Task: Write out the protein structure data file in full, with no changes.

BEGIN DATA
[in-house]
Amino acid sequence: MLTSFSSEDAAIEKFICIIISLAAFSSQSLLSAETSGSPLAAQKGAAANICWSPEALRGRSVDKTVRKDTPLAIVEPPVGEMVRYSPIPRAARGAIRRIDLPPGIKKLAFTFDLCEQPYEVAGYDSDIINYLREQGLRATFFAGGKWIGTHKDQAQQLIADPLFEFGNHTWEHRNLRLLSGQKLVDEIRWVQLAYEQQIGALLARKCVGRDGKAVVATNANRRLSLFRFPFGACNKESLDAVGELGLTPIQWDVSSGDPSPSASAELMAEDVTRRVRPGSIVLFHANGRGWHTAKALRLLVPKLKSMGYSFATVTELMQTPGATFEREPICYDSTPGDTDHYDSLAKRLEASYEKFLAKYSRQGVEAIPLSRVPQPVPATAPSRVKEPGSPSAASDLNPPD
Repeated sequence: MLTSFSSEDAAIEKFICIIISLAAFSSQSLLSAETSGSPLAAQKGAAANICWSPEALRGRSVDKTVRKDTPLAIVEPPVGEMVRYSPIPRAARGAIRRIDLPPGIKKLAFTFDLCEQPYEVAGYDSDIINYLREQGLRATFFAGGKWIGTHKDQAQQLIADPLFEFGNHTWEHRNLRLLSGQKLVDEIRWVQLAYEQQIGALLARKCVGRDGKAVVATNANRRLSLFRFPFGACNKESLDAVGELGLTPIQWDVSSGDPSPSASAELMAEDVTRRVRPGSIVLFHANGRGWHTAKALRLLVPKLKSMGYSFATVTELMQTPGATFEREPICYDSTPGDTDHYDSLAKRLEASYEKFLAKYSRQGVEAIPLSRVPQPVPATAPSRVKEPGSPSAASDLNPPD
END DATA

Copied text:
[in-house]
Amino acid sequence: MLTSFSSEDAAIEKFICIIISLAAFSSQSLLSAETSGSPLAAQKGAAANICWSPEALRGRSVDKTVRKDTPLAIVEPPVGEMVRYSPIPRAARGAIRRIDLPPGIKKLAFTFDLCEQPYEVAGYDSDIINYLREQGLRATFFAGGKWIGTHKDQAQQLIADPLFEFGNHTWEHRNLRLLSGQKLVDEIRWVQLAYEQQIGALLARKCVGRDGKAVVATNANRRLSLFRFPFGACNKESLDAVGELGLTPIQWDVSSGDPSPSASAELMAEDVTRRVRPGSIVLFHANGRGWHTAKALRLLVPKLKSMGYSFATVTELMQTPGATFEREPICYDSTPGDTDHYDSLAKRLEASYEKFLAKYSRQGVEAIPLSRVPQPVPATAPSRVKEPGSPSAASDLNPPD
Repeated sequence: MLTSFSSEDAAIEKFICIIISLAAFSSQSLLSAETSGSPLAAQKGAAANICWSPEALRGRSVDKTVRKDTPLAIVEPPVGEMVRYSPIPRAARGAIRRIDLPPGIKKLAFTFDLCEQPYEVAGYDSDIINYLREQGLRATFFAGGKWIGTHKDQAQQLIADPLFEFGNHTWEHRNLRLLSGQKLVDEIRWVQLAYEQQIGALLARKCVGRDGKAVVATNANRRLSLFRFPFGACNKESLDAVGELGLTPIQWDVSSGDPSPSASAELMAEDVTRRVRPGSIVLFHANGRGWHTAKALRLLVPKLKSMGYSFATVTELMQTPGATFEREPICYDSTPGDTDHYDSLAKRLEASYEKFLAKYSRQGVEAIPLSRVPQPVPATAPSRVKEPGSPSAASDLNPPD